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Volatility Eats into Retirees' Portfolios, Even if the Rate Is the Same

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If you’re not withdrawing money from your portfolio, volatility doesn’t matter if the return is the same in the end. But if you’re a retiree taking money out, it can make a big difference.

Why isn’t 7% the same as 7%?

If you’re not withdrawing money from your portfolio, volatility doesn’t matter if the return is the same in the end. But if you’re a retiree taking money out, it can make a big difference.

With a $1 million portfolio, the difference could be up to $337,100 over 20 years.

Consider four hypothetical $1 million portfolios modeled by Financial Advantage. All produce a 7% annual average return, and they’ll be spent down to practically zero after 20 years. Yearly withdrawals start out in the 5.2% to 6.6% range, with the dollar amounts gradually increasing because of inflation.

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The steadiest portfolio produces annual returns that range from -1% to 10%, while the second-steadiest portfolio’s returns range from -10% to 12%. The portfolio with the second-highest volatility has returns that range from -7% to 21%, while the most volatile portfolio careens from -25% to 20% annually.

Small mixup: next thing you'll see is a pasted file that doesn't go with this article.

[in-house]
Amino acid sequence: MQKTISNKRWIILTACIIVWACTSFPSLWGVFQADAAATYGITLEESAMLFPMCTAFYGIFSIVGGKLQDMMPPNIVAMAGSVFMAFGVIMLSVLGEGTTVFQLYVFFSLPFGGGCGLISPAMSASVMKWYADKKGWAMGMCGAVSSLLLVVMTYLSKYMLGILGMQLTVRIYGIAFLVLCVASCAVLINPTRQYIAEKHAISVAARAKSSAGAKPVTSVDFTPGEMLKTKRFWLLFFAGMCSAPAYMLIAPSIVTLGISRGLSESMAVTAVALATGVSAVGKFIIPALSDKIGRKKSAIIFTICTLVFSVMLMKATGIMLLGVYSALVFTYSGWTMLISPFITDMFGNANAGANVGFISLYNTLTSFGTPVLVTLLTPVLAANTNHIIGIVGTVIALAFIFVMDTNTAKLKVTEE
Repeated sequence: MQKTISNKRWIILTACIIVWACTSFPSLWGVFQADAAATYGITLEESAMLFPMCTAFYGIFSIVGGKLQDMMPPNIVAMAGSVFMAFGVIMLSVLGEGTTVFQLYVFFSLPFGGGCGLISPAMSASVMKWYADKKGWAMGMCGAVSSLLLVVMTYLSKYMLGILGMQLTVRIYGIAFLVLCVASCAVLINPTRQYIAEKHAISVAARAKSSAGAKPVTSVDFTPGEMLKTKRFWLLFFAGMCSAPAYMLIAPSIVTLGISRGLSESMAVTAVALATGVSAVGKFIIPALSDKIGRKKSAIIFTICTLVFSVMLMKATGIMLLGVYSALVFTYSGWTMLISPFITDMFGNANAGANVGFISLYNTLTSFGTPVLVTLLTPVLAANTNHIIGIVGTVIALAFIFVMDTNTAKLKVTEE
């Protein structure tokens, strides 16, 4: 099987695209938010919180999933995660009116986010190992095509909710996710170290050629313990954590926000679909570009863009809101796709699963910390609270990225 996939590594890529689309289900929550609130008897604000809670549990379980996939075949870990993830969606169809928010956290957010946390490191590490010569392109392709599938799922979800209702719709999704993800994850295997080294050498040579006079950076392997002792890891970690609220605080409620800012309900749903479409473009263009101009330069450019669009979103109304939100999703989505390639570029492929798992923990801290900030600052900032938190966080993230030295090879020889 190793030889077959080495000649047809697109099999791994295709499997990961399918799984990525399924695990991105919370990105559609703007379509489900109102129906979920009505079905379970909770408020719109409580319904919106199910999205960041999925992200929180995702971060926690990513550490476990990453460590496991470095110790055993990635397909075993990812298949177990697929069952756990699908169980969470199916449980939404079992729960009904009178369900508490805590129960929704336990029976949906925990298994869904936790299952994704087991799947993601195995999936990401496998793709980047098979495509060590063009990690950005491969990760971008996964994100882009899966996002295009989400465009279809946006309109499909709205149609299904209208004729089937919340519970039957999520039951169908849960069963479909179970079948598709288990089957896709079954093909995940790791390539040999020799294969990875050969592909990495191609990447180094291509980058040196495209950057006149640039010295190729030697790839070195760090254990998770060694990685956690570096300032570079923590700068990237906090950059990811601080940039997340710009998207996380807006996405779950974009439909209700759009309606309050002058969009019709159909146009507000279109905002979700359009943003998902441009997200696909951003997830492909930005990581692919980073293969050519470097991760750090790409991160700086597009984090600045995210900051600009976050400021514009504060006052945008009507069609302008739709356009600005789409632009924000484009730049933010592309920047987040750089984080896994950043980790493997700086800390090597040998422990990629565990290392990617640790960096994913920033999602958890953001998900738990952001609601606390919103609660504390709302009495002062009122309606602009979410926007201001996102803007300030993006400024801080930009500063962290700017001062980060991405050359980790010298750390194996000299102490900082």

Over 20 years, the total amounts withdrawn from the four portfolios stack up like this:

$1,774,520 (least volatile)

$1,640,436

$1,556,869

$1,401,424 (most volatile)

Different assumptions would produce different numbers, but the lesson is clear: Volatility punishes retirees. When you must withdraw funds during a big down year—especially early on—your portfolio takes a disproportionate hit. CDs and Treasuries aren’t the answer, because they won’t beat inflation.

Bonds, High-Yield Stocks Lower Volatility

Retirees can both lower volatility and get good rates of return with an actively managed basket of assets, including high-quality corporate bonds, agency bonds, high-yield stocks like utilities Duke and Spectra (6.5% yields), Canadian Royalty trusts such as Enerplus, and gold.

While you need to get growth and income, when you’re retired, protecting what you have is the top priority. It’s a different game than it is for someone who’s working and saving.

Lyn Dippel is an advisor with Financial Advantage, which provides personal financial planning and investment-management services to retirees and aspiring retirees on a fee-only basis. Wealth Manager magazine has named Financial Advantage as one of the top 200 independent financial advisory firms in the country. Web: www.financialadvantageinc.com


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